Take this job and shove it

While this story is centered on Missouri, the same concerns seem to trending nationwide.  The head lies uneasy, I'm afraid.  From STLToday.com.

Does anyone want to be chancellor anymore?

Someone needs to hang a bunch of "help wanted" signs outside the offices of a half dozen or so local university presidents and chancellors.

Following a spate of vacancies — brought on by illness, change of heart, scandal and retirement — several of the region's top schools find themselves searching for leaders just as higher education struggles through one of the worst economic periods in recent history.

Insiders and search consultants say there's no reason to think this area is suffering more than others in terms of leadership loss. But they also say no one should be surprised to see campus chiefs bowing out — even those relatively new to the job.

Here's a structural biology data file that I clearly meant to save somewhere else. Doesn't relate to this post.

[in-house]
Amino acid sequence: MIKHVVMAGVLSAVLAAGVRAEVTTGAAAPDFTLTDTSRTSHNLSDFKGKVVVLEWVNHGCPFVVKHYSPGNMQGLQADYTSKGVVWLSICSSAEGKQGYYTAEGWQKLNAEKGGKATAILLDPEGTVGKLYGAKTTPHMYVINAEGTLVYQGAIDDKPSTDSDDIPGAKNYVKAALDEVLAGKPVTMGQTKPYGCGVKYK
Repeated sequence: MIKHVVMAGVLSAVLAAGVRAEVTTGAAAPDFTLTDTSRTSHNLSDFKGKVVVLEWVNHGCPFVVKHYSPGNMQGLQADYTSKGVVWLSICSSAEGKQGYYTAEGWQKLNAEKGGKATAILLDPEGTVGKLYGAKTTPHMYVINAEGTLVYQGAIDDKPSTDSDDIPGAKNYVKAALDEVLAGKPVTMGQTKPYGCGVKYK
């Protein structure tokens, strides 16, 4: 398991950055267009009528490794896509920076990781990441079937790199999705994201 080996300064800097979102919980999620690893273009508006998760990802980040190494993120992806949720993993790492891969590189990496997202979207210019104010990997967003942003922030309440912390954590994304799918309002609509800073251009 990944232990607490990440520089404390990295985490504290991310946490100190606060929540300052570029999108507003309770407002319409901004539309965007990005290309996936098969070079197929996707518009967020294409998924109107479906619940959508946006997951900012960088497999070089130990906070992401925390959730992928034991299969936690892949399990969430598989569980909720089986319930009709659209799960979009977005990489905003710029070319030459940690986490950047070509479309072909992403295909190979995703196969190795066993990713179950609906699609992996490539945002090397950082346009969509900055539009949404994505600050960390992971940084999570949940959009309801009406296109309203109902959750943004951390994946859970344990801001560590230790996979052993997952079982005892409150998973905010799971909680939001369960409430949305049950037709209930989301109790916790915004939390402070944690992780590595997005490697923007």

In the best of times, these are demanding posts, requiring enormous time commitments. But today's presidents and chancellors also find themselves trying to balance tight budgets, while facing the scrutiny of parents, students, faculty, alumni and politicians.

"You build up a lot of antagonism after a few years. It gets harder and harder to deal with it," said Michael Baer, a search consultant with Washington-based Isaacson, Miller. "It's a much more difficult position than it used to be."

It's difficult to say how many schools nationwide are searching for new presidents. But there are reasons to believe the number is growing.


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